Pain, motor, and sensory deficits characterize patients with a traumatic lesion of the brachial plexus. Frequently, more severe injuries co-exist that require immediate surgical attention. Early rehabilitation and physical therapy are the cornerstones of treatment. Pharmacological management can be difficult. Surgical reconstruction is frequently advised when nerves are disrupted. The results, mostly from small historical reports, vary greatly. Neurostimulation may have an additional beneficial effect, especially if the pathophysiology of nociception and neuropathic pain becomes evident in these complex patients. © 2011 The Authors. Pain Practice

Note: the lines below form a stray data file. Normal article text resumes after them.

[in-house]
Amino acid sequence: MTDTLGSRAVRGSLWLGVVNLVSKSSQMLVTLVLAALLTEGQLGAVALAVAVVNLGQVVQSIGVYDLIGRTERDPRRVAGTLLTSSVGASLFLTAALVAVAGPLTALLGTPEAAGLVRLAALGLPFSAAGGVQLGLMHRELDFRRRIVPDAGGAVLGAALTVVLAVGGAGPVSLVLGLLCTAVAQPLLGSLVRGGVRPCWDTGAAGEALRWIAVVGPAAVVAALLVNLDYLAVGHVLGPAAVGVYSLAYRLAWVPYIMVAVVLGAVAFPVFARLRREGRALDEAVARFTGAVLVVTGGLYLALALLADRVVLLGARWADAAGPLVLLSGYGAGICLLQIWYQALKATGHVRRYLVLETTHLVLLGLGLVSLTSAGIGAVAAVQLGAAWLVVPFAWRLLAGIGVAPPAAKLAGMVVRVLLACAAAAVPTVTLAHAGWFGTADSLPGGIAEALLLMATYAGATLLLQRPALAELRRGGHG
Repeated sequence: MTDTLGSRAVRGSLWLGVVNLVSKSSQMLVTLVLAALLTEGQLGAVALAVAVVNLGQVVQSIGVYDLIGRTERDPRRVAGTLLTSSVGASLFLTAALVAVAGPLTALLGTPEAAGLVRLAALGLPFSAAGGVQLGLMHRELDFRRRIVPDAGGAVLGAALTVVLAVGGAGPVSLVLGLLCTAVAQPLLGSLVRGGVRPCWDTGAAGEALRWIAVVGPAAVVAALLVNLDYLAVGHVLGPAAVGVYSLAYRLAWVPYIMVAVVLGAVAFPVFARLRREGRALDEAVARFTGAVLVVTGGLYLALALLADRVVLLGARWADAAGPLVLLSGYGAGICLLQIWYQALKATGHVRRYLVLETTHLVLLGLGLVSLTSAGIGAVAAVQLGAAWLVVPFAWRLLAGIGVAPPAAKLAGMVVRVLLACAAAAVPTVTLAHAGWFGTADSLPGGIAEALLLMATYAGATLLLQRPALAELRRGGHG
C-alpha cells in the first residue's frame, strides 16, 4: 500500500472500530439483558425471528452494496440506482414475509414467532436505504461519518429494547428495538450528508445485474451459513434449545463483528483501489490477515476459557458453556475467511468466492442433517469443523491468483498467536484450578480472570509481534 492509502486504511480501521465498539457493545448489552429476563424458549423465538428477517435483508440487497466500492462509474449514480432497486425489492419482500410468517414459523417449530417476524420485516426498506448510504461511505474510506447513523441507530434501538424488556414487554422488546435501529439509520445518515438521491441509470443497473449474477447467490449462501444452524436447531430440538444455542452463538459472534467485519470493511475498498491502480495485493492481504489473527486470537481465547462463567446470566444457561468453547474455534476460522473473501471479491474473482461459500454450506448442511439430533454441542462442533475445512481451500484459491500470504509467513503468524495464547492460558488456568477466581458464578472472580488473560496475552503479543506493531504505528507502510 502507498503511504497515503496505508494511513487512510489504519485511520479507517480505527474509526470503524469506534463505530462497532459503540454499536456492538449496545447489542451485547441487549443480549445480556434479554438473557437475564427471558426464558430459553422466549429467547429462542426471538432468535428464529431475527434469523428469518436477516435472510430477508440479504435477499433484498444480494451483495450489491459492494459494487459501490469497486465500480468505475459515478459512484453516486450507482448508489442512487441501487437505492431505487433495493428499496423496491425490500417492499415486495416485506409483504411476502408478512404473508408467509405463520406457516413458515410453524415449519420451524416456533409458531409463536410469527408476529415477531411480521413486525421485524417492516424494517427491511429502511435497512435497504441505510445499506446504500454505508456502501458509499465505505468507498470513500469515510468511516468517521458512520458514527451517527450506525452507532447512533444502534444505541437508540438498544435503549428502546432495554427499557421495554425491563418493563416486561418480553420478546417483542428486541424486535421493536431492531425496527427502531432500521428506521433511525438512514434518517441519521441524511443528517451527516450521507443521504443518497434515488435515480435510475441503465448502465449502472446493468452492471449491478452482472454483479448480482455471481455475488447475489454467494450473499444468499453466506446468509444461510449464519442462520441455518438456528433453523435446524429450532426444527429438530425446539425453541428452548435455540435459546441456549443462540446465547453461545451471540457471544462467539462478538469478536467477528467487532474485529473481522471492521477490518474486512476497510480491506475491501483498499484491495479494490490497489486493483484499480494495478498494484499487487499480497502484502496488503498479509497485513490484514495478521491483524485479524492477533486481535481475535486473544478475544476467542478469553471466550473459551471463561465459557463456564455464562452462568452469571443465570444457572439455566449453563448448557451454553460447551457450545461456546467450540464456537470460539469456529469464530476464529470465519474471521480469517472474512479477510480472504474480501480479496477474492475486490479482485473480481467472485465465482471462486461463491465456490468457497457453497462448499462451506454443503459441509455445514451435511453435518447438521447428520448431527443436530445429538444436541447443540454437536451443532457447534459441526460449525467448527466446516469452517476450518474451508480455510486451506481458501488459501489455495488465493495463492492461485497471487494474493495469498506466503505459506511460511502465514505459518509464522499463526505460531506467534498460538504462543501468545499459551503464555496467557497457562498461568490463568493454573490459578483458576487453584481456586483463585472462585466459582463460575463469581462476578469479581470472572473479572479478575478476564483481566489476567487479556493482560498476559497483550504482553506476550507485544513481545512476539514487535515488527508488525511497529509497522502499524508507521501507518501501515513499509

Additional Metadata
Keywords Brain stimulation, Evidence-based medicine, Spinal cord stimulation, Surgery, Traumatic plexus lesion
Persistent URL dx.doi.org/10.1111/j.1533-2500.2011.00451.x, hdl.handle.net/1765/34483
Citation
van Dongen, R, Cohen, S.P, van Kleef, M, Mekhail, N, & Huygen, F.J.P.M. (2011). 22.Traumatic plexus lesion. Pain Practice, 11(4), 414–420. doi:10.1111/j.1533-2500.2011.00451.x